Managing voltages to save energy and reduce peak-driven strains on the grid isn’t a new idea. Some of the original volt/VAR optimization (VVO) and conservation voltage reduction (CVR) schemes are decades old. They’ve helped save lots of energy, but they’ve also faced a key limitation: the need to avoid dropping voltages so low that they start causing problems for customers at the edge of the grid.
Knowing just how low voltages are getting at those grid endpoints is a really tricky task, however. Having sensors in place could help ensure the quality of power being delivered to customers and allow utilities to push the bounds of their voltage management plans.
Smart meters can be just that tool. And according to GTM Research, utilities are starting to make use of them for VVO and CVR on a broad scale.
In a few short years, automated metering infrastructure (AMI)-based voltage management projects have grown from a handful of proof-of-concept pilots to ten commercial-scale projects across the United States. These projects, along with several other pilots and planned deployments, are now managing voltages on grids that provide power to just over 5 million customers, or about 3 percent of the country.
As the GTM Research map above shows, these projects involve almost all the major AMI vendors, including Silver Spring Networks, Landis+Gyr, Sensus, Elster and Aclara. It also indicates that AMI-based voltage management now includes a growing host of grid equipment and system integration partners.
Dominion Voltage Inc. (DVI), the company formed in 2012 to commercialize AMI-based CVR technology from utility company Dominion Energy Holdings and Lockheed Martin, remains the most prominent technology vendor to date. Along with AMI partners Silver Spring, Landis+Gyr and Elster, it’s deploying with utilities in four states, including Dominion Virginia (PDF), the municipal utility of Naperville, Ill., Oregon’s Central Lincoln People’s Utility District, and Modesto Irrigation District in California.
But other vendors are also getting involved, including Alstom, Survalent, Efacec, OSI, Leidos and Power Systems Engineering. This week saw a new participant enter the market: OATI, which announced its partnership with rural North Carolina utility Wake Electric Membership Cooperative and AMI vendor Sensus.
There’s a lot of fluidity to the partnerships out there. For example, Sensus, beyond its Wake EMC project, is working on CVR projects in Wisconsin, Tennessee and Pennsylvania. Landis+Gyr has its DVI-based projects, as well as a partnership with Alstom on a CVR project for Nashville Electric Service (PDF), and another with Leidos (formerly part of SAIC) for Fort Loudoun Electric Cooperative (PDF), both in Tennessee. Elster is also working both with DVI, as well as with Survalent and ABB in a project with big utility Entergy.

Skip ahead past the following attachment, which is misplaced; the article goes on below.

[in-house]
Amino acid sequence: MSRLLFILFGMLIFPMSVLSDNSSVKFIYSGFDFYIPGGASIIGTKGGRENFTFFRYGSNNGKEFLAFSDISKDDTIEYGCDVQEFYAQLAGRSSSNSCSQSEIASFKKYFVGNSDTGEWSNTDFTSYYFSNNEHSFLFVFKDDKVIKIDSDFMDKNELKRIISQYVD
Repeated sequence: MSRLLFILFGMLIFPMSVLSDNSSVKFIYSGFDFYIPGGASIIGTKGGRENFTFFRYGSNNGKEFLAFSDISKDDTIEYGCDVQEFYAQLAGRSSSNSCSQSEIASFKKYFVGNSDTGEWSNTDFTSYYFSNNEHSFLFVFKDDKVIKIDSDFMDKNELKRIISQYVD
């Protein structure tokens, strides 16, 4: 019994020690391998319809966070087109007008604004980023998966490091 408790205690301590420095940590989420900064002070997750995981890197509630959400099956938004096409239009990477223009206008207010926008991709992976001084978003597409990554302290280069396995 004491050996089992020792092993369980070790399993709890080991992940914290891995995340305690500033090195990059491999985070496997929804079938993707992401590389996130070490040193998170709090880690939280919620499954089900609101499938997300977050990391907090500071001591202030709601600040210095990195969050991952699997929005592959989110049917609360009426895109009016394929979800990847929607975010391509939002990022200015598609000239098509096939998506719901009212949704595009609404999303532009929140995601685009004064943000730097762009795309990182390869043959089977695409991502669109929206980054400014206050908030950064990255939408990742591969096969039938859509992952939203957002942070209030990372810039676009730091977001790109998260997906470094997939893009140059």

Survalent, in turn, is also working with Aclara on projects for the North Arkansas Electric Cooperative and for Tennessee’s Clinton Utilities Board (PDF), while grid vendor Efacec ACS is partnered with Tantalus and Sensus on two Tennessee utility projects. (Tennessee is a hot spot for CVR right now, with the federal Tennessee Valley Authority offering its distribution utilities financial compensation for power sales lost through lowered customer voltages under a pilot program with sixteen utilities.)
AMI isn’t the only way to monitor and fine-tune grid voltages. The Department of Energy’s smart grid stimulus grants funded 26 VVO and CVR projects (PDF), using both centralized and decentralized control systems and an array of grid sensors for the task.
North Carolina’s Progress Energy and Schneider Electric’s Telvent have deployed a commercial-scale CVR/VVO project aimed at cutting 385 megawatts of peak load, the equivalent to one fair-sized coal-fired power plant, that doesn’t include AMI. Utilidata, a company that’s raised $25 million to scale up its CVR technology, networks the devices that actively manage line voltages for most of its data.
As GTM Research smart grid analyst Ben Kellison recently observed, the fluid nature of these project partnerships indicates an important role for proper systems integration to make sure each is accomplishing its goals. So far, AMI-based CVR has been applied as a lower-cost option for small to mid-market utilities, he noted. Some projects are demonstrating cost-effectiveness in terms of energy savings, peak reduction, power quality improvements and other grid benefits. But whether each particular configuration is capable of delivering an operationally effective solution that reliably provides these benefits at larger scale is not yet clear.
Indeed, adding AMI measurements to existing, centrally managed VVO and CVR schemes may reveal how they’re falling short. After all, system-wide voltage changes that keep almost all distribution circuits within minimum voltage standards, but drop only one or a few feeder lines below those minimums, may have been hard to catch in the past.
Smart meter data can now provide a pretty reliable measure of where that’s taking place, forcing utilities to confront problems they didn’t know they had. Consider it the flip side to the benefits of having sensors at the grid’s point of contact with its end users. Sometimes they can help push the boundaries of existing technology solutions — and sometimes they can expose problems that require new technologies to solve.